THE TERM denial, when used clinically, is applied to patients who, consciously or unconsciously, try to relieve their anxiety by pretending that the serious situation described to them by their physicians is either exaggerated or nonexistent. I write here about three cases in which the term was used. The basic facts in each case, however, indicate that the term may have been misapplied. It should be pointed out that the patients, while understandably anxious and apprehensive, were not considered to be neurotic or psychotic. My knowledge of the cases was based on information from the patients.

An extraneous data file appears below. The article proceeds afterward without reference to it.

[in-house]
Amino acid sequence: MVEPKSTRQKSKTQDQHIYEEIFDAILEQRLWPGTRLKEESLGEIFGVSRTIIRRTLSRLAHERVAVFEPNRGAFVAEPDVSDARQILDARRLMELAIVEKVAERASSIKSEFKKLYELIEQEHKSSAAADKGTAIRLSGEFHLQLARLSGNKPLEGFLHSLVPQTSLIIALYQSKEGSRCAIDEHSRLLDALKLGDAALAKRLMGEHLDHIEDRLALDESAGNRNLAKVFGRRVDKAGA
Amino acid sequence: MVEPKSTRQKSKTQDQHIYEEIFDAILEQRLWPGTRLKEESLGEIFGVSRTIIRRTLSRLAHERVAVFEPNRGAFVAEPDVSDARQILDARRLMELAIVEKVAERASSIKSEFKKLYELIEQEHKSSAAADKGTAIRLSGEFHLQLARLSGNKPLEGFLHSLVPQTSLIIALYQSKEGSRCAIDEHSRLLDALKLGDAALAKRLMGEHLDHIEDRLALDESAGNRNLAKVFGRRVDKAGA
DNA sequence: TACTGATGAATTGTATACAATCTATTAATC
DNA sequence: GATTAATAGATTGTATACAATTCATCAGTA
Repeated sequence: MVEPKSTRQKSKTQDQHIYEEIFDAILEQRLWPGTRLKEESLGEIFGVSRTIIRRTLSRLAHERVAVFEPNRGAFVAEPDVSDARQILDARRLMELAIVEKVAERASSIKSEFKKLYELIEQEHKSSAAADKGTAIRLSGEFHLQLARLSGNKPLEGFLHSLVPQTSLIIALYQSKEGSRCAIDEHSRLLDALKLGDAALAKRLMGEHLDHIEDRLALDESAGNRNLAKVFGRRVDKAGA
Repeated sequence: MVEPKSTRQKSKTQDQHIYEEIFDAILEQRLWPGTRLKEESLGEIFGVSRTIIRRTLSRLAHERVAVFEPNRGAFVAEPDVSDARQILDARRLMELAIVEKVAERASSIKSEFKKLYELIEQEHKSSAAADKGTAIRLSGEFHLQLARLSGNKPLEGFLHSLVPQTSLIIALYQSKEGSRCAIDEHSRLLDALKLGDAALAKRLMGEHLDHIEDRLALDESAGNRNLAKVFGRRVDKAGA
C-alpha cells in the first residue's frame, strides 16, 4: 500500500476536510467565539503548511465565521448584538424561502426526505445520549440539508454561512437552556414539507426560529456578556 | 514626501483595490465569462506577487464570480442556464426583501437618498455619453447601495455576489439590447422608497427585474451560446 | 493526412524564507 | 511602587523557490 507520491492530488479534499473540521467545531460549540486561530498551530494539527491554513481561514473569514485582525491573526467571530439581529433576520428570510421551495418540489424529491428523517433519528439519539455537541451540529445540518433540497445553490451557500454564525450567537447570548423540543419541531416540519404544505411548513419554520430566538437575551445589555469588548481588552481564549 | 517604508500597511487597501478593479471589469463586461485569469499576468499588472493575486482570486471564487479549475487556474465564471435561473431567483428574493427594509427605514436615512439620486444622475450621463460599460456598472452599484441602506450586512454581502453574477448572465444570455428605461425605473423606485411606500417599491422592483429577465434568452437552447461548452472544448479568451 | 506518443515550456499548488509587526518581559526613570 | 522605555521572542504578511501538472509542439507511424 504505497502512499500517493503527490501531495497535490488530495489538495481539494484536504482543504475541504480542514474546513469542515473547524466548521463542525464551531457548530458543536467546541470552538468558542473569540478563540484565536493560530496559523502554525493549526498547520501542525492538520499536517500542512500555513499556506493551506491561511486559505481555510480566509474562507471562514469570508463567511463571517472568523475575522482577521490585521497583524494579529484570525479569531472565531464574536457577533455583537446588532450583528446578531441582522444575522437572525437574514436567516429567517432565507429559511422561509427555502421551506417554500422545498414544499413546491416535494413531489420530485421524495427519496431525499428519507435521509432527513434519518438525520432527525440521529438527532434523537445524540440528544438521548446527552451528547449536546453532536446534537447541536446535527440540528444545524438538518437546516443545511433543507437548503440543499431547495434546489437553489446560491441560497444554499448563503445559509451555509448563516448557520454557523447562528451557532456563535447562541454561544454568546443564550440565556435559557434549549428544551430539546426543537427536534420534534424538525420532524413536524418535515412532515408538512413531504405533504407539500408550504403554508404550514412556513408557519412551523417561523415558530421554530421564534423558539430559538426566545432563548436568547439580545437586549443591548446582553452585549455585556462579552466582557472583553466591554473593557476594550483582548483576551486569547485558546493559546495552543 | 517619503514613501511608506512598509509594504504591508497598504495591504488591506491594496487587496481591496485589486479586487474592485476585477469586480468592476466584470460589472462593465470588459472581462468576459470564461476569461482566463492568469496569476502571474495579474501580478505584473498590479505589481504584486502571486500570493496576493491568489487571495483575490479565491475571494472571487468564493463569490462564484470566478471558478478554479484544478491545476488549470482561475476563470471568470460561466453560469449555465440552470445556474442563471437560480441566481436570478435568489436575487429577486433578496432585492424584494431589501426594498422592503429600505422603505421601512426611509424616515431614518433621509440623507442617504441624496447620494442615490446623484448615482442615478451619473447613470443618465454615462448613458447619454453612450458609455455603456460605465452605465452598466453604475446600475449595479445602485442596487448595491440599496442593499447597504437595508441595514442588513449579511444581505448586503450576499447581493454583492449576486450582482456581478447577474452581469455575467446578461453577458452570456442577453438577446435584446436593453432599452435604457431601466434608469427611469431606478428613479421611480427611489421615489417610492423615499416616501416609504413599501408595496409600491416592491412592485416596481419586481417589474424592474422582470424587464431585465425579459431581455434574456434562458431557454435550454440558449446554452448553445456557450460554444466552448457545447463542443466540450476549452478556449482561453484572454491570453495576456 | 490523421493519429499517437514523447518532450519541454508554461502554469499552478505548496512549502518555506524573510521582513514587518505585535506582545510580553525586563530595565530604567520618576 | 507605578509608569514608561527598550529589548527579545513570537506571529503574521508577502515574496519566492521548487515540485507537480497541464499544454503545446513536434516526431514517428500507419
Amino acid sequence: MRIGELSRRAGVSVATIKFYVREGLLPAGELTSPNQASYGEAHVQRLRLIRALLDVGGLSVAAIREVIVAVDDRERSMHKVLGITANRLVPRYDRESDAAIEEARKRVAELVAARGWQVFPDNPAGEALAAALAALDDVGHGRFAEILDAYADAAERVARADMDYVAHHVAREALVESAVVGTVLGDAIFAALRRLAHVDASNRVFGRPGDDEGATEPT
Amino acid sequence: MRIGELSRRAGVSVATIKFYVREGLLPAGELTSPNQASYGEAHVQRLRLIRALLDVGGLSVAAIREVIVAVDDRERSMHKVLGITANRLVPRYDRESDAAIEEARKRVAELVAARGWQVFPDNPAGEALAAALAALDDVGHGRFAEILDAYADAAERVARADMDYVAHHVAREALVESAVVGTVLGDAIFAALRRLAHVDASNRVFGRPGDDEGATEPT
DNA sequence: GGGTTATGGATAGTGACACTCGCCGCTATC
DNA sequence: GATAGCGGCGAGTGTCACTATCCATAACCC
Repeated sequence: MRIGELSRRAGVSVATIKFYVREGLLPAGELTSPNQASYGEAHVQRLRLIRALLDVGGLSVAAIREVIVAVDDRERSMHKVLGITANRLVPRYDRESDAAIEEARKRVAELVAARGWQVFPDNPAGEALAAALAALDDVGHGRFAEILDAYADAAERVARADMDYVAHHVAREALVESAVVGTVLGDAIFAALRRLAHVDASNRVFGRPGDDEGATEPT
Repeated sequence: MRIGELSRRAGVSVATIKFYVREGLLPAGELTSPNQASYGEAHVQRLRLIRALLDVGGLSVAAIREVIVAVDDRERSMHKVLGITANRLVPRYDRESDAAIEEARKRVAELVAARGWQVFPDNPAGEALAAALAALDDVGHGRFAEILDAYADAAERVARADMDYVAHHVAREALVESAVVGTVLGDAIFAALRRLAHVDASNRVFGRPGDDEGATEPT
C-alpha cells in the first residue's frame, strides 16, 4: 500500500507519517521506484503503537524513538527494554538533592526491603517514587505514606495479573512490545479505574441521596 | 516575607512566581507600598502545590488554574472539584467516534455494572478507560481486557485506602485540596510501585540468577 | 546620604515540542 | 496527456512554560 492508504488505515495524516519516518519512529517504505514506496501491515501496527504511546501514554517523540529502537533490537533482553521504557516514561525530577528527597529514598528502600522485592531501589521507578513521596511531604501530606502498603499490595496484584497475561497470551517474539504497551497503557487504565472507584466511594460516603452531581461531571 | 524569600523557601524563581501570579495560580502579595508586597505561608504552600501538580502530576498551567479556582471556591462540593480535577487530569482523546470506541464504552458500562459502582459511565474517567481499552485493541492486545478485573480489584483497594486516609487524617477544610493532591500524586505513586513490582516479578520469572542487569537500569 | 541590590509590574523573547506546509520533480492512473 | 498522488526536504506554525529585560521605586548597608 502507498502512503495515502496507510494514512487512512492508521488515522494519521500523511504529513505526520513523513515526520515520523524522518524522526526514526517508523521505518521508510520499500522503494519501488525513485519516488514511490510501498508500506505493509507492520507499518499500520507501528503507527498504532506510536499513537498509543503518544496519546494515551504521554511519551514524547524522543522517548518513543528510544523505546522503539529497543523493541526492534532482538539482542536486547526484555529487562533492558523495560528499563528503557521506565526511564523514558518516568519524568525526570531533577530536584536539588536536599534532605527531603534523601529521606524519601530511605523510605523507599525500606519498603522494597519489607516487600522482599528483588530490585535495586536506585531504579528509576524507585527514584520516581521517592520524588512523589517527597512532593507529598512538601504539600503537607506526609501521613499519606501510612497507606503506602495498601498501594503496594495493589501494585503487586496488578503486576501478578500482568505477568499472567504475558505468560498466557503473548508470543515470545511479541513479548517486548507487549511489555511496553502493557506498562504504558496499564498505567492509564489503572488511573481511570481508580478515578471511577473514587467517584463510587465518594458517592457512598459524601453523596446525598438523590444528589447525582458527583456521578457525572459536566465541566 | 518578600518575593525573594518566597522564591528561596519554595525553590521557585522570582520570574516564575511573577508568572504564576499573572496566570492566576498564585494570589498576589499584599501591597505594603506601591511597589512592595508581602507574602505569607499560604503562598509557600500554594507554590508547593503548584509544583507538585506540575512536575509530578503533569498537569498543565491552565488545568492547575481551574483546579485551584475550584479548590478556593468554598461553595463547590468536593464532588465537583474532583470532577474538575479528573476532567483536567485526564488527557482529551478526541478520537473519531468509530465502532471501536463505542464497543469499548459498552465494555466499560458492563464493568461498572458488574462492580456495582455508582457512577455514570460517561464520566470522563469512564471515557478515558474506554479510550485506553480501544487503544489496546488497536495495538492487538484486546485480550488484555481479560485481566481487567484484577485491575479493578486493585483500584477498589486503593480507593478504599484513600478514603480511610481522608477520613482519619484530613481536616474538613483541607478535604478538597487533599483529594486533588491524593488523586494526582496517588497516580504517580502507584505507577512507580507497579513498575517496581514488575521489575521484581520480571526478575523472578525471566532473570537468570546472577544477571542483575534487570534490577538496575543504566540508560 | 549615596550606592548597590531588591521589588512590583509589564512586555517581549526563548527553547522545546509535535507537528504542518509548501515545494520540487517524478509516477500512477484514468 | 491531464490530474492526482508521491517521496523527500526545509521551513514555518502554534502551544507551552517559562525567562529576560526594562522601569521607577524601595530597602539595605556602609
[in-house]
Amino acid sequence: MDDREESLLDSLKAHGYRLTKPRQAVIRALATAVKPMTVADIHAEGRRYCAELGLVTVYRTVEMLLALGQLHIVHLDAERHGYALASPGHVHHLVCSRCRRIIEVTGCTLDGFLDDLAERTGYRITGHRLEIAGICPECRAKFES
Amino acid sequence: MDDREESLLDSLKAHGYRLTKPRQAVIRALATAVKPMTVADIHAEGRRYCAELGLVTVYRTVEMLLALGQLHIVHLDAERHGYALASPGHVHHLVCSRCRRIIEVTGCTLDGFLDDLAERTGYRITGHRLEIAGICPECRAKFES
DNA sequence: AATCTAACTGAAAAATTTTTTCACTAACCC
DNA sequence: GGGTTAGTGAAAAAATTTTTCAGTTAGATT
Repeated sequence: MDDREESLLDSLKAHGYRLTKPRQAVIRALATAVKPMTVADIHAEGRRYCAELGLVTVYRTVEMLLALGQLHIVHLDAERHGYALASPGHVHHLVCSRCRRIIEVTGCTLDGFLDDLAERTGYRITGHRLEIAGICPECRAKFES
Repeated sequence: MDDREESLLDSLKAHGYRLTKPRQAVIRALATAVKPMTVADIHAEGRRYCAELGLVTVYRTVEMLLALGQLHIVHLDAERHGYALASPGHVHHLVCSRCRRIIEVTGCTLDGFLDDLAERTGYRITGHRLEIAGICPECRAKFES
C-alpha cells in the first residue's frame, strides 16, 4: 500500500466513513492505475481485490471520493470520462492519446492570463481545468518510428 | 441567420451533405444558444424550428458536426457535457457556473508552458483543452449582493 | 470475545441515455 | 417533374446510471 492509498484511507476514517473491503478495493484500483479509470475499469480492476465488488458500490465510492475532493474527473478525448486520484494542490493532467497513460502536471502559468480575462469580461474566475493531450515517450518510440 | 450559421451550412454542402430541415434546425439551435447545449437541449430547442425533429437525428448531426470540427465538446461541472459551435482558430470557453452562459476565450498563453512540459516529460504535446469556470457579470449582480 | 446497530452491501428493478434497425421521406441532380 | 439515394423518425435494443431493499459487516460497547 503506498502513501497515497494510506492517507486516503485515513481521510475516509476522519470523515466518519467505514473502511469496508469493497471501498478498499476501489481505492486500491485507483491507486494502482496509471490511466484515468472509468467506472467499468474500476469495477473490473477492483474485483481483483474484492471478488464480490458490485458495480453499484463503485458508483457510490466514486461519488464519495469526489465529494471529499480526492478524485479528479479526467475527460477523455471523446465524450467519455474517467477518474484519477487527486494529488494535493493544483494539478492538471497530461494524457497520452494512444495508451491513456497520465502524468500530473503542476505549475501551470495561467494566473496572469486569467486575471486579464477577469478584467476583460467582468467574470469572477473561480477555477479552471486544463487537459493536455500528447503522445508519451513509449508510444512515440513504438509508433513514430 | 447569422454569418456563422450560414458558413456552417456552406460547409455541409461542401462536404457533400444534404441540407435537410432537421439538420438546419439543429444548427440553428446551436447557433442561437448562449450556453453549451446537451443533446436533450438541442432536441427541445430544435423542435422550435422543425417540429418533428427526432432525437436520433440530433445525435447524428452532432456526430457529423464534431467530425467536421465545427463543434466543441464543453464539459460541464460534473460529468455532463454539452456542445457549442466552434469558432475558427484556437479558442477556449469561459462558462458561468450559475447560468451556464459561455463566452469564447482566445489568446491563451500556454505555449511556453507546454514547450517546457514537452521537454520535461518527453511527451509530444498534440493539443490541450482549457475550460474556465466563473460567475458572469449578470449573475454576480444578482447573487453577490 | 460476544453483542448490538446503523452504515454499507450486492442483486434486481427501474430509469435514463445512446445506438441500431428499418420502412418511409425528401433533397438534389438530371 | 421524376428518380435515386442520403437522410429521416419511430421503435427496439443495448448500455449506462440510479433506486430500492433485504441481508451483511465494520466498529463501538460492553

Patient 1 was a 43-year-old woman who was an ambulance driver and paramedic. A mammogram and a biopsy specimen of a small lump in her breast led to the recommendation of a radical mastectomy. The patient declined to accept surgery. The physician, disturbed by her apparent denial of her condition, suggested she see a
Cousins N. Denial: Are Sharper Definitions Needed? JAMA. 1982;248(2):210–212. doi:10.1001/jama.1982.03330020054029
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